No one likes having to go to the Office of the Chicago City Clerk. Not even those who get paid for being there. The desk workers on the first floor in the City Clerk’s office are of the same ilk as DMV workers. They are always tired, annoyed, smarter—yet dumber—than you, wield a surprisingly unnatural amount of power and have a general disdain for a good majority of humanity. And who can blame them? They work for idiots and get dumped on by the citizens who elected those idiots all day long.
Anyone having to go to the City Clerk’s office is there because they owe the city money. It could be to pay for something egregiously offensive like a parking ticket or for the privilege to live here like a city sticker for the car. No one likes paying the city money. No matter what neighborhood we’re from, our level of education, our income or our position of influence within the city, we all know that the money we fork over to the City Clerk would be better served buying fidget spinners for paraplegic veterans. Chicago has a solid track record of doing really dumb things with people’s really hard-earned cash.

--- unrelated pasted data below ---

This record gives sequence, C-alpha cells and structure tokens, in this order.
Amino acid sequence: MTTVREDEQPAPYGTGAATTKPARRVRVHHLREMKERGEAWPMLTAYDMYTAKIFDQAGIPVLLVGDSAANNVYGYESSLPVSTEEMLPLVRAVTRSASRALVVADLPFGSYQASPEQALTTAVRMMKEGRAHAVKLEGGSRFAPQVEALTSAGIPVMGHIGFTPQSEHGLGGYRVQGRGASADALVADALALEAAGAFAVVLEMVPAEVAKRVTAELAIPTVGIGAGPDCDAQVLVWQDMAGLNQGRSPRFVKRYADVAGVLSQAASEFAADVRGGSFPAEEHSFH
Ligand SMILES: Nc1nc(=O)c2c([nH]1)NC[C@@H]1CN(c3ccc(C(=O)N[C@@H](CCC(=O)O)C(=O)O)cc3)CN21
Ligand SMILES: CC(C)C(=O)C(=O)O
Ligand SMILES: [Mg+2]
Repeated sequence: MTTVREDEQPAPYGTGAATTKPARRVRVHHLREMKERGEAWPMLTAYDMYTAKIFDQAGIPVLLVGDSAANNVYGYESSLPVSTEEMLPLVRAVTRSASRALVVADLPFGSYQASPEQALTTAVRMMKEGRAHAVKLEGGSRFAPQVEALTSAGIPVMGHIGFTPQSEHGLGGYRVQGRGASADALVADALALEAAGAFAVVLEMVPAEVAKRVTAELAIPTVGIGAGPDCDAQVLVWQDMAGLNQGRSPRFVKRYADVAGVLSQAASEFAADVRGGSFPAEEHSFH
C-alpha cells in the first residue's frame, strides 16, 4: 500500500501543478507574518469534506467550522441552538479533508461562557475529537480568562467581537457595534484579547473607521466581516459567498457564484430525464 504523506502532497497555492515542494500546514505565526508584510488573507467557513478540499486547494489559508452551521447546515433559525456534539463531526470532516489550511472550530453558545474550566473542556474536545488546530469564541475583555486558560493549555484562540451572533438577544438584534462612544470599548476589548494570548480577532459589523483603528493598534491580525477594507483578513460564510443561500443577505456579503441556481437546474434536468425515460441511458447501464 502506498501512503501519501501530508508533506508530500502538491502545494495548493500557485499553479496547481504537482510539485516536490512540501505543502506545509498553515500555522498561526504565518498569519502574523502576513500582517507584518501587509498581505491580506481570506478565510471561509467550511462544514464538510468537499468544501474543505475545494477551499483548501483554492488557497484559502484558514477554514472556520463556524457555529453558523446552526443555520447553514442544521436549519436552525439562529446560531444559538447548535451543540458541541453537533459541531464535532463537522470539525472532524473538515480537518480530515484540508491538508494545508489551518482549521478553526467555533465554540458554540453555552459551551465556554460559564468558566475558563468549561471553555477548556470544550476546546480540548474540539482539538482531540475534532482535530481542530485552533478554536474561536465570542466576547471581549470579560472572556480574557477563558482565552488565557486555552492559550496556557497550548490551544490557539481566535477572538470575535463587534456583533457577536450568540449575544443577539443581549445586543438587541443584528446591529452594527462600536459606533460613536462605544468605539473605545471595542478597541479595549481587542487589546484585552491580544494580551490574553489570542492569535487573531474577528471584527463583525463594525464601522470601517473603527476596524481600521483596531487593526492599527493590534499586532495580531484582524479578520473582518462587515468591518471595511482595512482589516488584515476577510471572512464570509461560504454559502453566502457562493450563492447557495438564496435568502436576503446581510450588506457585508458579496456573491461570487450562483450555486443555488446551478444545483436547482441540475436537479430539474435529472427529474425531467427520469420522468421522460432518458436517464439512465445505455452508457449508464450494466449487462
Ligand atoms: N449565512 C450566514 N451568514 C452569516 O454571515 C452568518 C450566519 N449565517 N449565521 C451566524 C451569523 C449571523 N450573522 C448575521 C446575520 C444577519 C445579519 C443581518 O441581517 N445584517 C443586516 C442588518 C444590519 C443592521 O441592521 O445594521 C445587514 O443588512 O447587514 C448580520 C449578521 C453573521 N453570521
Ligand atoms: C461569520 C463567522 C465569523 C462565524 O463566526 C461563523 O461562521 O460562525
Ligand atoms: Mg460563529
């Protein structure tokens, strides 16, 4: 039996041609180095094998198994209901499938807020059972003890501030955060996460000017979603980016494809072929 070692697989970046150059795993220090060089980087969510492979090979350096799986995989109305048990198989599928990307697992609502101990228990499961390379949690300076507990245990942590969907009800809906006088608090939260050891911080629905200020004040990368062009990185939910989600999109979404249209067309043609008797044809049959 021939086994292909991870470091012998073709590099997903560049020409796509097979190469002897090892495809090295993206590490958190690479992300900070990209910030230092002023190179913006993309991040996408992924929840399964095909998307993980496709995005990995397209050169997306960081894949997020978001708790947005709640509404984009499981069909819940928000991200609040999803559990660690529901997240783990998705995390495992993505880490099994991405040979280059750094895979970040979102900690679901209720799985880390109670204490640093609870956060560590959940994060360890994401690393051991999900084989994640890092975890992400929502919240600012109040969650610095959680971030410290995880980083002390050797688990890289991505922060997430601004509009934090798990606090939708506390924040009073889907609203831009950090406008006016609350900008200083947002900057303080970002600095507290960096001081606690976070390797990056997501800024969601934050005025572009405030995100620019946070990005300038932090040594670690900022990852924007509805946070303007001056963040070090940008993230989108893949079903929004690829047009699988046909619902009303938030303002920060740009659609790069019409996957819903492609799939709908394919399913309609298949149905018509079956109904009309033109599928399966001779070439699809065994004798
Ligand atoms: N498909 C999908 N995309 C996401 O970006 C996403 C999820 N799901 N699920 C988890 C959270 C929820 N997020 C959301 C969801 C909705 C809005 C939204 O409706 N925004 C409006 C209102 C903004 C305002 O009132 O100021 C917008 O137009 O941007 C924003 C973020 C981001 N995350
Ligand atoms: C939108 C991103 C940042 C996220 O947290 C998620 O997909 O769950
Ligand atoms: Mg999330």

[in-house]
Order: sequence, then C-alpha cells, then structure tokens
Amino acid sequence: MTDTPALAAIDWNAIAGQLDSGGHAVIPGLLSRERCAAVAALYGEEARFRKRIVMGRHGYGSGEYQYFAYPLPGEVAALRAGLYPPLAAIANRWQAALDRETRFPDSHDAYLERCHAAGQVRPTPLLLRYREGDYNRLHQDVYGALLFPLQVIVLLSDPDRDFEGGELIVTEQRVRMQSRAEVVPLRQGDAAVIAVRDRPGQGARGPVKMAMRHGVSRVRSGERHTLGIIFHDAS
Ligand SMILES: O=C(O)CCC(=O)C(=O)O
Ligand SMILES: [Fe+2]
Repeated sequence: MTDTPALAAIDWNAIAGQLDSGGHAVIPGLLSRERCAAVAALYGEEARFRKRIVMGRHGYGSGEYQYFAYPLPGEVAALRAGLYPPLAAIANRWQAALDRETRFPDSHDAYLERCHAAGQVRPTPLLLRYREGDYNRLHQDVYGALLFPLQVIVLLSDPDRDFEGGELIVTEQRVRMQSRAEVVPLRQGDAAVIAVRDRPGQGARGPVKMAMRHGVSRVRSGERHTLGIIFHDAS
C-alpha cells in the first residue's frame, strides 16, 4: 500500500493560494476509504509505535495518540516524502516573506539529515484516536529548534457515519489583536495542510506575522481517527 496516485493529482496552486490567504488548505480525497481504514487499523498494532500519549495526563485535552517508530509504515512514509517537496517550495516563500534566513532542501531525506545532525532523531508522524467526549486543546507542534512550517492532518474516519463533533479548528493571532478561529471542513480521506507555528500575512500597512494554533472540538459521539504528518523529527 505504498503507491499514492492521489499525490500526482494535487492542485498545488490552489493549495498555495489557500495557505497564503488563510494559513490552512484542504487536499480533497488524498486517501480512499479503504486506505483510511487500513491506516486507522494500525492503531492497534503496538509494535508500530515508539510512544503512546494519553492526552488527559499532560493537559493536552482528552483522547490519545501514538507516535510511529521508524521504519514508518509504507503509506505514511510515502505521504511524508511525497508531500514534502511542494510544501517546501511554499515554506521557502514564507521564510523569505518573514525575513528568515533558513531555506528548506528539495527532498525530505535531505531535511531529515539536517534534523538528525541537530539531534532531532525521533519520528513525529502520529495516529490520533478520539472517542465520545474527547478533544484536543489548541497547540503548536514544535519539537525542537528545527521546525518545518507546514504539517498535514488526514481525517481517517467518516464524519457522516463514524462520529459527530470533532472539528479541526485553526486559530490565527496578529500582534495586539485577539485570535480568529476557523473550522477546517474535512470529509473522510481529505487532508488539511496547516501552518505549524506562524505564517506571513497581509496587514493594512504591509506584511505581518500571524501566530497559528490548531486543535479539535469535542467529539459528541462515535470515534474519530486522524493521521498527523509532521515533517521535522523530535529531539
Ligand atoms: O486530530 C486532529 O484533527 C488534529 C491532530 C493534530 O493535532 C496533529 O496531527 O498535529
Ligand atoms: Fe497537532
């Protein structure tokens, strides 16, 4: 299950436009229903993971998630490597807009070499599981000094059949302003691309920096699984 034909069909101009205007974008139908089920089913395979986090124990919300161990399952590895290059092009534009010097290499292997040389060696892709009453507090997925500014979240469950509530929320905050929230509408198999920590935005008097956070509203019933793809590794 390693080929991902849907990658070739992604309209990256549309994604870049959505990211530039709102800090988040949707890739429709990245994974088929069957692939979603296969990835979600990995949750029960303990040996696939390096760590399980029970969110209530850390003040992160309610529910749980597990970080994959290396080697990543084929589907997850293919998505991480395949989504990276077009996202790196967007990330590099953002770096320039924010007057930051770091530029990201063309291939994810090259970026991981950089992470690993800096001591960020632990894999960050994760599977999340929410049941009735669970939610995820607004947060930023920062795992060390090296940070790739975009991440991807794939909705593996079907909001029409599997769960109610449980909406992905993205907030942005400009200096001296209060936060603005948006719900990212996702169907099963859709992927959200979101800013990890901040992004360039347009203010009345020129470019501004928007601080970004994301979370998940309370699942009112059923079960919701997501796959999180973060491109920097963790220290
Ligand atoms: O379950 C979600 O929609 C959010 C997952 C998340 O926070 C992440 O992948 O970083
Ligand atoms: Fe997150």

I had to visit the City Clerk’s office recently because the block on which I live overwhelmingly decided to become a block of Permit Parking. This means that I needed to get a new city sticker and purchase a sheet of the residential daily parking permits so that out-of-town guests can park on our street without getting an invoice from the city in the form of a parking ticket.
There were four people in line ahead of me. It looked like all of the desks were open because they all had red digital numbers displayed above them so that we knew which desk to walk to when it was our turn. But as expected at the City Clerk’s office, there was some confusion. Three or four workers were crammed into the desk area closest to the front of the line.
“Are you paying with cash, check or card?” one of the three workers asked to no one directly. And so no one answered. “Are you paying with cash, check or card?” he asked again. And again, no immediate response.
“Card,” the woman at the front of the line eventually said.
“You’re paying with a card? Or cash?” he asked her.
“Card,” she repeated.
“Number seven,” he said.
She headed to the desk with the 7 hanging overhead.